Bald cypress and water tupelo trees
Last Month's Getaway:
Congaree National Park
South Carolina

flower image Previous Getaways

bear with three cubs
Bears are often spotted at Silver Salmon Creek, digging for clams on the Cook Inlet coast, grazing in the meadows, or fishing in the creek. (NPS photo)

kayak on the water
Upper Twin Lake is just one in a string of spectacular turquoise gems on the western boundary of the Chigmit and Neacola mountains. (NPS photo)

airplane
Lake Clark is not on the road system; park access is primarily by small aircraft. (NPS/J. Mills)

Bald cypress and water tupelo treesHomepage photo: More than two hundred thousand sockeye salmon spawn here each year. (NPS photo)

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Lake Clark National Park and Preserve
Alaska

It's a well-kept secret here in the north land; the place Alaskans dream of going. People who have explored this park often won't talk about it louder than a whisper. Shhhh…

Some have called this park “little Alaska.” It's a land of stunning beauty where volcanoes steam, salmon run, bears forage, craggy mountains reflect in shimmering turquoise lakes, and local people and culture still depend on the land and water of their home.

Solitude is found around every bend in the river and shoulder of a mountain. Lake Clark National Park and Preserve extends from the saltwater shores of Cook Inlet, through the craggy Chigmit and Neacola Mountains, includes the steaming Redoubt and Iliamna volcanoes, and crosses through alpine tundra studded with shimmering turquoise lakes and braided glacial rivers. Shhh… this is 4 million acres of wonder!

Adventure, Beauty & Wildness
Along the park's 130-mile Cook Inlet coast visitors enjoy world class bear-viewing in unrivaled brown bear habitat at Silver Salmon Creek and Chinitna Bay. One 2013 bear survey counted 267 bears along the coast with congregations in major saltmarsh habitat. If you've never stood on a remote windswept Alaskan beach watching brown bears clam, chase salmon in rivers, and graze on protein-rich sedges, well, your heart may skip a beat in awe.

Water rich, the park protects the headwaters, spawning grounds, and water quality for North America's most abundant salmon runs in the Nushagak and Kvichak Rivers of the Bristol Bay watershed. Like to fish?  The park has fish, and they're not all salmon.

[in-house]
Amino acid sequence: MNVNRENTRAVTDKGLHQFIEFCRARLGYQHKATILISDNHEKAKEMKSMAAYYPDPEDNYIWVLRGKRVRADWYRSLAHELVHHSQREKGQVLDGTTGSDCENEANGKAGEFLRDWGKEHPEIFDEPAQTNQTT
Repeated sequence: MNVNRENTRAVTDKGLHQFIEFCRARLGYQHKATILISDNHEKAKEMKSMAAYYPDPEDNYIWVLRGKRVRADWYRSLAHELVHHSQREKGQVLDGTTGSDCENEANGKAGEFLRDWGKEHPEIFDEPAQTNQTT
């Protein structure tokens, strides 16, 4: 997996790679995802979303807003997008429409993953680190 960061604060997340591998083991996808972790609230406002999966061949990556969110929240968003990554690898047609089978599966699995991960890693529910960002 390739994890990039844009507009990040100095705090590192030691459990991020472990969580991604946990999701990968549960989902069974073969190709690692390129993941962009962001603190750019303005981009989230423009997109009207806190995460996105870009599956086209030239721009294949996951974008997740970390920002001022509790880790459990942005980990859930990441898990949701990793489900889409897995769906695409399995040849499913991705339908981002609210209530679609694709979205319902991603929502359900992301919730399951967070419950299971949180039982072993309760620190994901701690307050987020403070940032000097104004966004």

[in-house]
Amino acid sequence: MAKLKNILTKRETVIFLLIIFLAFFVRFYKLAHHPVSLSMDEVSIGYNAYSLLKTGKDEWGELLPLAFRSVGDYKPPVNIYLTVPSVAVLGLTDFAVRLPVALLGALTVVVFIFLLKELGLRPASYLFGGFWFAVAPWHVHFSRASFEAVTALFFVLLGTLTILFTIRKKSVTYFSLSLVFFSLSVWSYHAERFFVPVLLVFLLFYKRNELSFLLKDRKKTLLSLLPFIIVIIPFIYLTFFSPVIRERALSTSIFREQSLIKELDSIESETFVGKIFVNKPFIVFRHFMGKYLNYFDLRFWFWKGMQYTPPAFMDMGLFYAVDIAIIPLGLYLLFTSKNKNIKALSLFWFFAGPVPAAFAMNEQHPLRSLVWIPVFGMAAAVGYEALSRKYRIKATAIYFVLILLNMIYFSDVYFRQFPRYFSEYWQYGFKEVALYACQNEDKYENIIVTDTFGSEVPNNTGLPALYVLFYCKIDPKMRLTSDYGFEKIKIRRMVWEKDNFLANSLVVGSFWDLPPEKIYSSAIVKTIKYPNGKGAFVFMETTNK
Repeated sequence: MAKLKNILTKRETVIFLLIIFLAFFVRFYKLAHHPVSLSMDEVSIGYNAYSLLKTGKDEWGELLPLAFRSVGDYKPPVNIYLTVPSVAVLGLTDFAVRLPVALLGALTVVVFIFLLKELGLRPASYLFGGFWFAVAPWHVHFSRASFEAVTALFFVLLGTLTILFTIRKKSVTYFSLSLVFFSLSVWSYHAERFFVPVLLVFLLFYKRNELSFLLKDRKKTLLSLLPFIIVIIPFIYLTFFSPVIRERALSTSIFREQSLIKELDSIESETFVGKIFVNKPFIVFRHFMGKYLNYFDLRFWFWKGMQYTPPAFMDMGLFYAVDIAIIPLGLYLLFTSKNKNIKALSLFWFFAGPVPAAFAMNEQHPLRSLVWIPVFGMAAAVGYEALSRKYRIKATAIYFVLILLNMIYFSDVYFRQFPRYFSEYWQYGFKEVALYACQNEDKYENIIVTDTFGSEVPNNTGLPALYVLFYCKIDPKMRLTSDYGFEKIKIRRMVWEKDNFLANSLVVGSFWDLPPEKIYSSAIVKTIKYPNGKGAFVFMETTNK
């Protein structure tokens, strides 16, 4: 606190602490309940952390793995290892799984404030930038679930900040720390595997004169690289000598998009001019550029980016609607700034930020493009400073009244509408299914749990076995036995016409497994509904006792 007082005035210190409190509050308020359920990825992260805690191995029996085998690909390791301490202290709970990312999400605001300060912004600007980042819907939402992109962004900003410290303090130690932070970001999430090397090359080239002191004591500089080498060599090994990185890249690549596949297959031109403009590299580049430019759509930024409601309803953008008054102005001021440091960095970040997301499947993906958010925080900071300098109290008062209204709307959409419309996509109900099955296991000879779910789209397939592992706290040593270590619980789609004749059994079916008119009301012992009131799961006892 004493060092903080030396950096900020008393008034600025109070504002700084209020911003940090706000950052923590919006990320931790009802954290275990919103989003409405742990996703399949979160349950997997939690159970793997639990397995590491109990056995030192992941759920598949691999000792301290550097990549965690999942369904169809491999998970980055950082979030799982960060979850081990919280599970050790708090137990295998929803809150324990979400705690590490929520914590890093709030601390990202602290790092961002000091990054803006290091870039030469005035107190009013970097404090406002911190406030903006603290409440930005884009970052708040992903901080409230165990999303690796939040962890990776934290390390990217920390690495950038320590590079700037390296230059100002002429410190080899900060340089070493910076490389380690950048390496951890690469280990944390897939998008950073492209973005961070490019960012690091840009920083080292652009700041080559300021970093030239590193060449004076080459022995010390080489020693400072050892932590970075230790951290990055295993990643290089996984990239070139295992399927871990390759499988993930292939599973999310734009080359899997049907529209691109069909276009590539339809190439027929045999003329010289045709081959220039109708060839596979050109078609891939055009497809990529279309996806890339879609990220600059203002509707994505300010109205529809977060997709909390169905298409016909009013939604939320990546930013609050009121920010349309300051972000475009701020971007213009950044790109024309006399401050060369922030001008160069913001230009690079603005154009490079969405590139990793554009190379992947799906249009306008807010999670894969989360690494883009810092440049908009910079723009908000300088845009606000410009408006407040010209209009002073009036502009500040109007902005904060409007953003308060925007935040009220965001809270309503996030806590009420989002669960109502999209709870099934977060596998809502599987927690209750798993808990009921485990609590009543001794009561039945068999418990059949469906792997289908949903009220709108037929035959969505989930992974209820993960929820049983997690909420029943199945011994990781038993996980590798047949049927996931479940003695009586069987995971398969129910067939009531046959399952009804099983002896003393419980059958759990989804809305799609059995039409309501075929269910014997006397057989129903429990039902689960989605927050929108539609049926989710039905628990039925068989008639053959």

Spectacular backpacking, rafting, and kayaking opportunities invite visitors to explore the lakes, tundra, braided rivers, and boreal forests in the shadows of the towering Chigmit and Neacola Mountains. There's nothing quite so rejuvenating as soaking in the midnight sun on a quiet night with friends or family on a remote river bar or high-tundra campsite.

Tucked on the southern shore of Upper Twin Lake north of Lake Clark is a hand-hewn cabin built and lived in by one of Alaska's foremost wilderness advocates, Richard Proenneke. Today this national historic site is an exploratory exhibit where visitors can sit at Proenneke's writing desk, walk his beach, and explore his wilderness.

A Homeplace
The people of the Lake Clark region have depended on the resources found here for millennia, continuing into today many traditions from the past. Qizhjeh Vena, meaning a place where people gathered in the Dena'ina Athabascan language, is the original name of Lake Clark. The land and water supports, shapes, and sustains the culture grounded in place.

Remote and Accessible
Where the road ends, life begins. Lake Clark is not a windshield park. It's not a place to be afraid of either. Trip planning assistance including information on how to get to the park, guide services, and even private lodging options are available. When it's time to point your boots in a new direction and step off the beaten path, Lake Clark is waiting.


By Megan Richotte, chief of interpretation, Lake Clark National Park and Preserve


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